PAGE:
Obligatos - Do they break in quickly?

November 5, 2006 at 08:55 PM · Yet another "which strings?" thread:

My violin is extremely strong in the upper mids, but somewhat lacking in body. I use it for recording simple lines on pop records (interweaving between vocal lines and such) so I do NOT want the Evah Pirazi / Vision Solo sound! The sound must have character & depth, but not stick out too much.

I am looking for a string that will add fullness, not take away HF. Warm, but not dead. Think chamber music

Since these will be for studio use exclusively, I also require a fairly fast break-in time.

I just installed Vision Orchestras. They do break in bloody fast, and the pitch seems very stabile. However, they aren't quite as warm as I had hoped. I considering Obligatos in light gauge. From what I've reead on many threads, these should have the sound, but do they break-in fast or slow?

What are the negatives to light gauge, vs med?

What is the difference between the silver and aluminum D's?

Any other suggestions for a warm, blending tone that still has complexity?

-thanks

Replies (42)

November 5, 2006 at 10:31 PM · I have Obligatos, love them, and I recall from six months ago, that they were ready to go in about two to three days. Yes, they've lasted six months with constant playing.

November 5, 2006 at 10:46 PM · Funny, I find that the strings wear out extremely quickly. They are quick to play in, and they sound fantastic at the beginning, but within six weeks I start to have problems, and it goes downhill pretty quickly after that. Mind you, I usually play 6-8 hours a day, but even then, I wonder if they're worth the cost for such a short period of use.

p.s. Eudoxa? Larsen?

November 6, 2006 at 02:11 AM · I wonder if the differences you two have seen have to do with gauge? What gauge do you use?

Eudoxa? No good. I can't deal with gut strings in the studio.

Larsen? Hmmm, another contender, thanks. I knew nothing about these, but they sound intriguing. Does anyone know how fast they break-in?

November 6, 2006 at 03:06 AM · They break-in fast but they also break fast.

November 6, 2006 at 04:07 AM · Hi,

Allan, Obligato have a warm sound. They break in fairly fast - a day or two. They last 6 weeks which is good for any string with a lot of playing. If you are not looking for projection but just warmth, these are a good option.

Larsen break in pretty fast too - about a day. The sound quite warm. I did not have luck with the Larsen E's, but like with Dominants, I found that a Jargar Forte works well. They die rather fast, especially the D and G. I have never gotten more than 3-4 weeks out of these strings.

I find with both the Obligato and Larsen that the Aluminium D is better than the Silver D. Thicker strings, easier to play. Only with Dominants have I found the Silver D superior to the Aluminium D.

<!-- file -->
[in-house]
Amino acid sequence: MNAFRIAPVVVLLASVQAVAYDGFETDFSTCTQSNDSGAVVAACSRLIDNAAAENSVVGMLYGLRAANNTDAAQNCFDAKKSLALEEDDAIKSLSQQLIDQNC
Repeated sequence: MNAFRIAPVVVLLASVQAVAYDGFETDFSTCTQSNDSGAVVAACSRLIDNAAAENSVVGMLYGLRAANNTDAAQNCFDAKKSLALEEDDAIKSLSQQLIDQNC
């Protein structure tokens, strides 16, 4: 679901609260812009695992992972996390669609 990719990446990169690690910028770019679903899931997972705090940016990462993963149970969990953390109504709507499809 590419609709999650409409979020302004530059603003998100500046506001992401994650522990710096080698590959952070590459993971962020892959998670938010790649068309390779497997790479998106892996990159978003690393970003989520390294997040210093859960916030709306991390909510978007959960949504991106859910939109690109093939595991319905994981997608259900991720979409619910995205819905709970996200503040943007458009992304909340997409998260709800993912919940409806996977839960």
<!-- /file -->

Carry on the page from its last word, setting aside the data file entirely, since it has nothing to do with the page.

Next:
Cheers!

November 6, 2006 at 04:43 AM · Thanks, Christian.

The Obligato & Larsen are both on my list to try at this point, though I'm still not sure about which gauge to use.

I don't need projection, as ALL I do with my violin is record on pop & country tunes. Lead lines, plus weaving underneath a lead vocal. Think Mark O'Connor. (the master) or the Dixie Chicks.

I also need as much depth as possible. I must be able to sustain one note, and bring various timbres out of it. The Vision T Orchestras seem a little lacking in that department.

Based on that, and the fact that my violin has tremendous Cut & presence. would you start with Larsen or Obligato? Light gauge or medium?

November 6, 2006 at 07:02 AM · I use obligatos, and love them as well. They break in quickly, but this last set hasn't been nearly as lasting. Usually for me they last months, and that is playing a lot every day. I believe it is the guage.

Also, in how much rosin you use, which builds up on teh string, and with cleaning can cause the string to break and get little tickish spots on them. So the less rosin the better with these strings, I have found.

They are GREAT for recording. They have beautiful overtones, but not cutting in the upper regester. Lushly poignant in the lower frequencies, so that the mic picks up a very round, full note/sound.

You might have to get used to the bow pressure/speed needed to get these strings to sound. I found that at first, it was hard to play them, as they reacted a bit like gut strings with my bow. That might just have been me, though.

They respond quickly enough. I've been using obligatos for years and years. I can only recal one actually breaking one time. They usually just sound a bit dull first.

I use the string cleaner sold by Shar, as alcohol swabs tended to cause slight erosion. After using the cleaner, it kind of had the effect of playing on a new string not yet broken in...for the first practice session.